We went out to see Mad Max: Fury Road over the weekend. It’s really quite good, and spectacularly choreographed. But while I had a fun time, I wasn’t as over-the-moon about it as a lot of people have been, despite the whole ‘hey look, I’m not being treated with contempt!’ factor. Perhaps my expectations were set a little too high by the time I got there. I certainly agree that it is the most metal movie ever made – that’s not even really debatable. It’s just a fact. And that aspect of it, I loved.
The single biggest thing I walked away with, though, was that the realisation that its philosophical assumption that women shouldn’t be sex slaves is what really caused the the misogynist/”manosphere”/return-of-kings crowd to explode. And I’m serious about that. I mean, if you read the most forwarded-around rant, they don’t even mention all the women being used as slaves. That’s apparently okay. They’re okay with the Mother’s Milk women, being harvested very much like cows. That’s fine too. That’s all suitably manly, it seems.
But the idea that a woman character should fall outside that category, and be a driving character? Unacceptable. That’s what constitutes “a feminist piece of propaganda posing as a guy flick</a>.” That’s is what’s “ruining women for men” – being a woman while not being property and/or a sex-slave. Underneath that, the implicit declaration that you aren’t a man if you aren’t subjugating and raping women.
Pretty fuckin’ creepy, bro.
I mean, the degree of raw hatred for women that’s in all this sort of thing ought to be obvious. But a lot of people still gloss it over, and they shouldn’t, because it’s not just these jokers. They’re the Westboro Baptist Church we’re-not-like-them-we’re-okay misogyny, the version that’s easy to laugh at. They’re the sideshow clowns.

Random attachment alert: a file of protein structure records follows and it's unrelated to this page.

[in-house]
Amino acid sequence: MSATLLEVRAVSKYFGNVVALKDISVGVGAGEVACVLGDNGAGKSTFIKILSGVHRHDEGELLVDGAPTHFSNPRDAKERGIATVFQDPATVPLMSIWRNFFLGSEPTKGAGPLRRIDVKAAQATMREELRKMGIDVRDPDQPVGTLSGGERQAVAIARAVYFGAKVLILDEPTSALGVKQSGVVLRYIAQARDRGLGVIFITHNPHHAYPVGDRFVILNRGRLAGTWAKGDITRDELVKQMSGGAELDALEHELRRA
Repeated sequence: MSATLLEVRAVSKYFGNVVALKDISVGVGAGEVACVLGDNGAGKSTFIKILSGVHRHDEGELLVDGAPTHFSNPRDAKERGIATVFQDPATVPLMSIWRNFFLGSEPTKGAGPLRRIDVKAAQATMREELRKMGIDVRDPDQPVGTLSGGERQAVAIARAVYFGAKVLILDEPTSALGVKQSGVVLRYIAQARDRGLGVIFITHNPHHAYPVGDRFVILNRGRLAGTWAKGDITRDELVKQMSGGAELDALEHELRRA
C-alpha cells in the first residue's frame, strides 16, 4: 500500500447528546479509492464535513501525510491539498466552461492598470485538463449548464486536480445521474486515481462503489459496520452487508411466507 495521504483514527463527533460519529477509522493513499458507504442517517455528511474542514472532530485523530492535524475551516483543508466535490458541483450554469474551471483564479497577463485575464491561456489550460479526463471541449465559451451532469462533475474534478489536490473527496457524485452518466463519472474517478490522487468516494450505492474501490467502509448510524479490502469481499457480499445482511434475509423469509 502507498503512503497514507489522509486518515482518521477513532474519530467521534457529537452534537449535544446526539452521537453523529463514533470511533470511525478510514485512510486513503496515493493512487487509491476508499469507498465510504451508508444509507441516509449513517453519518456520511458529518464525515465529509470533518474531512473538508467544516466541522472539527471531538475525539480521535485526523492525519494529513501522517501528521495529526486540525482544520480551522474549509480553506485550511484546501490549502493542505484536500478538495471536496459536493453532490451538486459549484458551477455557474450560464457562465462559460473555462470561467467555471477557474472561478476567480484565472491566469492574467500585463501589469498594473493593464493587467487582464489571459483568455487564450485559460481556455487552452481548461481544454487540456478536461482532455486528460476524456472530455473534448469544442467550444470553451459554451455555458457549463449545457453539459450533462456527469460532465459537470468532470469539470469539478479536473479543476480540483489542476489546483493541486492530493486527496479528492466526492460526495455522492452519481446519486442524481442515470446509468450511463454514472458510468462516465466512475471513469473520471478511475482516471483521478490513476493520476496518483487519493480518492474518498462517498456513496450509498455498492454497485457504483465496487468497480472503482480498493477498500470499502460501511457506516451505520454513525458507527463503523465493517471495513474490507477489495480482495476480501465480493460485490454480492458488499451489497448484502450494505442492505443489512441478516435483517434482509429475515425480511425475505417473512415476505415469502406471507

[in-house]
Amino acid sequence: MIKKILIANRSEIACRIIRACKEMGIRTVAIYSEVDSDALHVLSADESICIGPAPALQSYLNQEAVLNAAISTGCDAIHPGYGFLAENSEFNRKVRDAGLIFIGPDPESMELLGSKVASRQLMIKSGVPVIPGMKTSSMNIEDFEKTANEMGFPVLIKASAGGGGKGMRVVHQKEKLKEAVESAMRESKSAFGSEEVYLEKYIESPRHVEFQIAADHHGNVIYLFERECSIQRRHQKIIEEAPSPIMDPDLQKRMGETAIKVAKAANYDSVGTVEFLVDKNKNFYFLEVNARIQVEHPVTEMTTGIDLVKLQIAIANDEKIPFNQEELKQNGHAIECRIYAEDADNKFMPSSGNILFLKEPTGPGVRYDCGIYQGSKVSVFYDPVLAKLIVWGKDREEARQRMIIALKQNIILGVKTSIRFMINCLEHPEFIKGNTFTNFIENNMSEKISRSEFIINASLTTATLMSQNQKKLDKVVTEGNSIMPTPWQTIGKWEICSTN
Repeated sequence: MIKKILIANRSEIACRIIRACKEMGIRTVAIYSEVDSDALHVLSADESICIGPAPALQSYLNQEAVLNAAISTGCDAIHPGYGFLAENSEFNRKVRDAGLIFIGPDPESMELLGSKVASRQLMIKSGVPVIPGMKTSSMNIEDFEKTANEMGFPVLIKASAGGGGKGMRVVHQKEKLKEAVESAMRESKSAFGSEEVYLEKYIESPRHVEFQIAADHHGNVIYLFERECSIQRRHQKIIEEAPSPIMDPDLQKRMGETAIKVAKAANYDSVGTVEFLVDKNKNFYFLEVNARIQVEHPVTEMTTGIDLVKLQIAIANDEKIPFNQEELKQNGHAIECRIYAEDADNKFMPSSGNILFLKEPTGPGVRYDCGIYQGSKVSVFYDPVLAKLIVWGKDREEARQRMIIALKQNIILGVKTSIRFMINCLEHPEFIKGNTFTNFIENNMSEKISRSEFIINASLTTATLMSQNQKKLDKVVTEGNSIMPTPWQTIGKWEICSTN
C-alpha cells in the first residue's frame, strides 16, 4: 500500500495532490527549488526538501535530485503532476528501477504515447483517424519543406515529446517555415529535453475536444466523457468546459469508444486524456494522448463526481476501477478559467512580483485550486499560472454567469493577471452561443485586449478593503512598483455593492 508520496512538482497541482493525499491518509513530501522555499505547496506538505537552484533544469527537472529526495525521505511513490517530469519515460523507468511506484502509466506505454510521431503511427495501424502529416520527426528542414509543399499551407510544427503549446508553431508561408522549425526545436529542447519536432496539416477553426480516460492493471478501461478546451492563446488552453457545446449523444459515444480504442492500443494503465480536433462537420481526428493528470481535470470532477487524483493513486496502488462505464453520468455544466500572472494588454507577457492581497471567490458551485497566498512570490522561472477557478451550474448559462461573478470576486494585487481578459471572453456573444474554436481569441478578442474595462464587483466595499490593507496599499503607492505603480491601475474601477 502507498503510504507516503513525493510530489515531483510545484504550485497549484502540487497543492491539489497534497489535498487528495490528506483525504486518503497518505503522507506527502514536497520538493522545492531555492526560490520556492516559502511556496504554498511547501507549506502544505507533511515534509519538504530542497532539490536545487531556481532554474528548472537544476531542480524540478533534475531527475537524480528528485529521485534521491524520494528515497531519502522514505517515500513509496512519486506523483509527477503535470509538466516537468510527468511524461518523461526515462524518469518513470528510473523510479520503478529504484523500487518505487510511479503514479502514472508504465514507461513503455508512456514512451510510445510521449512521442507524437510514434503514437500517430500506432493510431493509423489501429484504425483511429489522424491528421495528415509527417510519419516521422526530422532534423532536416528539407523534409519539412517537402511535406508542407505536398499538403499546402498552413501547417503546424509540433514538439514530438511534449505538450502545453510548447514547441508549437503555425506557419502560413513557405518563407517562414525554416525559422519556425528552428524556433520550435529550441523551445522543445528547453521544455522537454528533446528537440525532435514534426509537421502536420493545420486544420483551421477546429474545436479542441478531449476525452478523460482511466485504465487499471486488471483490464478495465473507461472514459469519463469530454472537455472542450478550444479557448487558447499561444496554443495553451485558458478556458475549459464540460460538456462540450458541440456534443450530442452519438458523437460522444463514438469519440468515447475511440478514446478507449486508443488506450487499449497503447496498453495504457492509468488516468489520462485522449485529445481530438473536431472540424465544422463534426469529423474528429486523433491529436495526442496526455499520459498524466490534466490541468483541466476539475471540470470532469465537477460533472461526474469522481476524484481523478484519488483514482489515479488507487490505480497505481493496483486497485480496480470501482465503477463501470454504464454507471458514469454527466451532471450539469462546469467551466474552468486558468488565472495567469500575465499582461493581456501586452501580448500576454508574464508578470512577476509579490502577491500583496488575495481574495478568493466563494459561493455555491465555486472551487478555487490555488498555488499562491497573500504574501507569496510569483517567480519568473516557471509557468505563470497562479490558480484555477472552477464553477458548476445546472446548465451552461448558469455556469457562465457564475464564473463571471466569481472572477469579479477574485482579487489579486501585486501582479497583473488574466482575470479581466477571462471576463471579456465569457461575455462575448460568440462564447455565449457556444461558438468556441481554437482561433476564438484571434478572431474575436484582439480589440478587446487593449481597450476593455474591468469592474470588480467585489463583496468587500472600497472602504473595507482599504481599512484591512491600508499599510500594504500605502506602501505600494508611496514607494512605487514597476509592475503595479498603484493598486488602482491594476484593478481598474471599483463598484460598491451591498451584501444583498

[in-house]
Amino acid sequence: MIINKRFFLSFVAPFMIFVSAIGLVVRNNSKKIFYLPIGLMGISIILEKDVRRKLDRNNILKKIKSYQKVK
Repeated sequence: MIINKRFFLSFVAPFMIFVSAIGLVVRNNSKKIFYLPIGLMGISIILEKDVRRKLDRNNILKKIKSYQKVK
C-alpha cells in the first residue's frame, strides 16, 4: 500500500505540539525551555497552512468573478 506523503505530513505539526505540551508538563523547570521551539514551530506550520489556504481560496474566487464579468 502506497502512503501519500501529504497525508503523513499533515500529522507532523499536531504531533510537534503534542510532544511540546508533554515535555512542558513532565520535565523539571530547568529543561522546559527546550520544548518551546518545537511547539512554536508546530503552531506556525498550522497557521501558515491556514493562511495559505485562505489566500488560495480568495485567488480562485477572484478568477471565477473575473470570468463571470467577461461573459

But versions of it show up other places, too, like in questions about why there are so many women are in a ‘man’s movie’ at places like Cannes. I mean, seriously, the reporter’s question boils down to, “Ick, women, why?” with the “Ick, women who aren’t sex toys for men, why?” kind of implied. (That specific codicil is somehow always okay – even when it’s Disney comedies with writers going around ranking underage actresses by “fuckability.” Ew.)
Thankfully, in this case, Tom Hardy treated the question with the kind of casual contempt it deserved. But that’s an anomaly. The idea was still sitting out there – “ick, women I don’t get to fuck, why?” Why should they even exist?
Which is the same hate – or at least, a contempt close enough to make no difference. It’s just socially modulated. Less explicit. Every so slightly less crude.
But still pretty fuckin’ creepy, bro. Even though you generally get to skate on it. Pretty. Fuckin’. Creepy.
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